President receives new ambassadors, high commissioners

Wednesday, March 18, 2009

Pretoria - The arrival of newly appointed ambassadors and high commissioners is expected to advance relations between their respective countries and South Africa.

"We have confidence that your presence here will greatly strengthen relations between our two countries," President Motlanthe told New Zealand's High Commissioner-designate GJ Randal on Wednesday.

The President was on Tuesday introduced to newly appointed representatives from New Zealand, Jamaica, Portugal, Vietnam, and Singapore.

Vietnam's Ambassador-designate Nguyen Manh Hung said South Africa and his country had enjoyed a friendly relationship for some time now, which began when the people of Vietnam supported South Africa in its struggle against colonialism and apartheid.

Singapore's High-Commissioner Bernard Baker alluded to the importance of Africa-Asia relations, saying that he would do his best to take them to new heights.

"Singapore and South Africa enjoy many shared values and I am confident that our countries can work together to ensure that our government, academic institutions and respective private sectors forge new and stronger relationships to mutual benefit."

Ambassador-designate from Portugal, JN Ramos-Pinto, highlighted that both South Africa and Portugal had the same vision when it came to peace, security and stability on the continent.

"Portugal committed itself to make the European Union-Africa Summit a success and believes that it helped lay the foundations for a strategic partnership between our two continents.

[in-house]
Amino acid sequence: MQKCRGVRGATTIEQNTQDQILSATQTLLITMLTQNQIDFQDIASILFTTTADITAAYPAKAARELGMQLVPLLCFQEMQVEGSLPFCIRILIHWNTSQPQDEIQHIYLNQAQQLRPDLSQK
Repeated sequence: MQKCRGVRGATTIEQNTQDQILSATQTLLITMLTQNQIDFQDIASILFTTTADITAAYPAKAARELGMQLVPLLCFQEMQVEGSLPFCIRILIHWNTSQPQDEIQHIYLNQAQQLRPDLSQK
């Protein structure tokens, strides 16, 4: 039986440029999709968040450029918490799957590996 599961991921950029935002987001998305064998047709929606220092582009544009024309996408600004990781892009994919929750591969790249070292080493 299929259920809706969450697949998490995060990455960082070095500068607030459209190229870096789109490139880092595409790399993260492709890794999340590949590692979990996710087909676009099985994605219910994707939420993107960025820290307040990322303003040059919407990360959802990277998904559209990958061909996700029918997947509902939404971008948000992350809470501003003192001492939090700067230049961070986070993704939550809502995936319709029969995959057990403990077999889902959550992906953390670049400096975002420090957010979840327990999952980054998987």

"Portugal is an active member of the EU in support of a reinforced dialogue between Europe and Africa...and we share South Africa's views on promotion of peace, security and stability," Mr Ramos-Pinto said.

Stressing the importance of broadening and diversifying trade with South Africa, especially during the current economic crisis, Jamaican High Commissioner Audley Rodriques told President Motlanthe that South-South cooperation must be enhanced.

South Africa and the wider African continent represent a major plank in the government of Jamaica's efforts to diversify its network of bilateral partners to forge new relationships with emerging markets.

"In the true spirit of South-South cooperation, we are particularly convinced of the need for Jamaica and South Africa to work harder at seizing the opportunities to develop trade and investment linkages," Mr Rodriques highlighted.